UK workers suffer record pay slump against surging inflation

Pay in real terms fell by 3 per cent, according to the Office for National Statistics

Demonstrators during a rally in June calling for wage increases for workers to help them cope with the cost-of-living crisis. Getty Images
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UK workers already facing a cost-of-living squeeze saw their pay lag behind record-level inflation over the past quarter, according to official figures.

The Office for National Statistics (ONS) said regular pay, excluding bonuses, grew by 4.7 per cent over the three months to June.

Analysts had predicted that wages would increase by 4.5 per cent.

The announcement came after CPI inflation hit a new 40-year record of 9.4 per cent in June and is expected to peak at about 11 per cent later this year.

The ONS said this resulted in a 3 per cent drop in regular pay for employees once inflation is taken into account, representing the biggest slump since records began in 2001.

Meanwhile, the unemployment rate increased to 3.8% for the quarter compared with 3.7% for the previous period.

The Bank of England recently increased interest rates by 0.5 percentage points with more rises expected as it tries to drag inflation back to its target of 2 per cent.

Figures earlier this month showed that the UK economy contracted by 0.1 per cent between April and June, driven by a decline in spending by households and on fighting coronavirus, compared with growth of 0.8 per cent in the previous three months.

Official figures also showed today that the number of UK workers on payrolls rose by 73,000 between June and July to 29.7 million.

ONS director of economic statistics Darren Morgan said: “The number of people in work grew in the second quarter of 2022, whilst the headline rates of unemployment and of people neither working nor looking for a job were little changed.

“Meanwhile, the total number of hours worked each week appears to have stabilised very slightly below pre-pandemic levels.

“Redundancies are still at very low levels.

“However, although the number of job vacancies remains historically very high, it fell for the first time since the summer of 2020.”

Asked on BBC Radio 4’s Today programme if vacancies in the labour market have peaked, Mr Morgan said: “There’s been a lot of talk about whether vacancies have peaked … they did fall by a little bit in the latest three months, but the important thing to flag I think is that they still remain at historically high levels.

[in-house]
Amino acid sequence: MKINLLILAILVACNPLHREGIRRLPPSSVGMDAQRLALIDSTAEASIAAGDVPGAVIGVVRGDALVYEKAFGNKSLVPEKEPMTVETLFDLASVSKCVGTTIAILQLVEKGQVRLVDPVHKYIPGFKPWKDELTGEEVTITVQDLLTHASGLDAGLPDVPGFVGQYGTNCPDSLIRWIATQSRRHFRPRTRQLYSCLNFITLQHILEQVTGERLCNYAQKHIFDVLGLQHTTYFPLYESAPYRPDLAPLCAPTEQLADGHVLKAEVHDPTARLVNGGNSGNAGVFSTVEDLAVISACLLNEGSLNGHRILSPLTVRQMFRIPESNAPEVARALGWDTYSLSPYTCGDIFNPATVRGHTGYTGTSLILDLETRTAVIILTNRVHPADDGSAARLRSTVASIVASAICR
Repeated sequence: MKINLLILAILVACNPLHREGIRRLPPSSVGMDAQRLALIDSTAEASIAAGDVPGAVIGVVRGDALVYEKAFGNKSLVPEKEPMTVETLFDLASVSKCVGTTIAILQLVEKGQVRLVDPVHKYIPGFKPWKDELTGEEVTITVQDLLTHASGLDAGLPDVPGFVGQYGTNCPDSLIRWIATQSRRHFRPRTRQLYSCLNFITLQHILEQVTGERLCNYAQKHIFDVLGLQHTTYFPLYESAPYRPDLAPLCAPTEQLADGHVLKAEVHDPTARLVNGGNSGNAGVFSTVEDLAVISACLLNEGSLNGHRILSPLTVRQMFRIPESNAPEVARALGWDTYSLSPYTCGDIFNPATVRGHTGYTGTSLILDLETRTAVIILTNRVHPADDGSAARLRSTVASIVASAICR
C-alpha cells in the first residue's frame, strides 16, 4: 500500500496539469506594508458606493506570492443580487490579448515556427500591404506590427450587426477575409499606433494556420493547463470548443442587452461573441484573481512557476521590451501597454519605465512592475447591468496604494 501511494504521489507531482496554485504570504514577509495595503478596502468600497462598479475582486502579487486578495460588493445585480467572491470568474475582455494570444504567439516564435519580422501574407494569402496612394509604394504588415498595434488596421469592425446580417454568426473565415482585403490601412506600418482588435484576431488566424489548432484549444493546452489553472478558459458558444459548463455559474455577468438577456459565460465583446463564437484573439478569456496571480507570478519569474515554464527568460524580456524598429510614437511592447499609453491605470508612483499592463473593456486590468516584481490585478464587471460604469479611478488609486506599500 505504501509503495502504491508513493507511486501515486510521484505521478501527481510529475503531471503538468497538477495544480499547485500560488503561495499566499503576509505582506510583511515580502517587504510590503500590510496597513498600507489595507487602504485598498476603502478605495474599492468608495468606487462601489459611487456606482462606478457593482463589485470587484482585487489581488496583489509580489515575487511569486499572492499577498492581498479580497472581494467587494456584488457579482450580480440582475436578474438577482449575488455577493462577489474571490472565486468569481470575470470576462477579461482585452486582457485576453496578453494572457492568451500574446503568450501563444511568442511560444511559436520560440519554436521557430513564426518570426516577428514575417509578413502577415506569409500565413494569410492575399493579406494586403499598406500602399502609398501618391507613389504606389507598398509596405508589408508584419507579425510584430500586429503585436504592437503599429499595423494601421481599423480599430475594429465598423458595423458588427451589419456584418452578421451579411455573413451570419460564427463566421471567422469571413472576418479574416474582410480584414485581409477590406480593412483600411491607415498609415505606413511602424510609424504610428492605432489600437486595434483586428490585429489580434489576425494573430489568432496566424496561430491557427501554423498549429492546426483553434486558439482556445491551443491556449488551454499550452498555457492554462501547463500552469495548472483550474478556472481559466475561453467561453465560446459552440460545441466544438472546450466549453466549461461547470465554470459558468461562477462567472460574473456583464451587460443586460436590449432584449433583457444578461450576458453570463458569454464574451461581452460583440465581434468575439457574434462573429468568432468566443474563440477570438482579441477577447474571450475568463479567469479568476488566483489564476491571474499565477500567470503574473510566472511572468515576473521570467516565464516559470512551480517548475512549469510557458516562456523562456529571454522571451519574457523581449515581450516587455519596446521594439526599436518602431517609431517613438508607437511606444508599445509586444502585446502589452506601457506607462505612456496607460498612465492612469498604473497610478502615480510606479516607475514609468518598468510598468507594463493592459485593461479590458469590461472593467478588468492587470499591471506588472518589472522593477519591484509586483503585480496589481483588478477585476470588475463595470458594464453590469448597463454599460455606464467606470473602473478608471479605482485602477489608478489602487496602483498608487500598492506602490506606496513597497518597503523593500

“There still remains a vacancy for every person unemployed, and that’s astonishing isn’t it? And that’s only happened for the first time in recent months,” he said.

In response to the latest labour market figures from the ONS, Chancellor Nadhim Zahawi said: “Today’s stats demonstrate that the jobs market is in a strong position, with unemployment lower than at almost any point in the past 40 years ― good news in what I know are difficult times for people.

“This highlights the resilience of the UK economy and the fantastic businesses who are creating new jobs across the country.”

Return of foreign workers

The ONS statistics also showed that Britain recorded its biggest rise in foreign workers since the start of the Covid-19 pandemic in the year to June, driven overwhelmingly by workers from outside the European Union.

Since January 2021, most EU citizens not already working in Britain must be sponsored by an employer and be paid a salary that does not significantly undercut existing wages, after losing their previous almost-unrestricted right to work.

The post-Brexit change puts EU migrants on the same footing as those from the rest of the world, but has drawn complaints from employers who find the process bureaucratic, and a non-starter for most jobs that pay less than £25,600 ($30,760) a year.

Tuesday's Office for National Statistics data showed the number of foreign-born workers in Britain rose by 223,000 in the year to the end of June, up from an increase of 184,000 in the year to March and the biggest rise since early 2020.

"Migration - a key source of worker shortages through the pandemic - is showing some signs of bouncing back," said James Smith, an economist at ING.

Samuel Tombs, at Pantheon Macroeconomics, said migration was likely to rise further as the salary thresholds for sponsoring work visas had not been raised in line with average wages, which are 5.1 per cent higher than a year ago.

Updated: August 16, 2022, 1:43 PM
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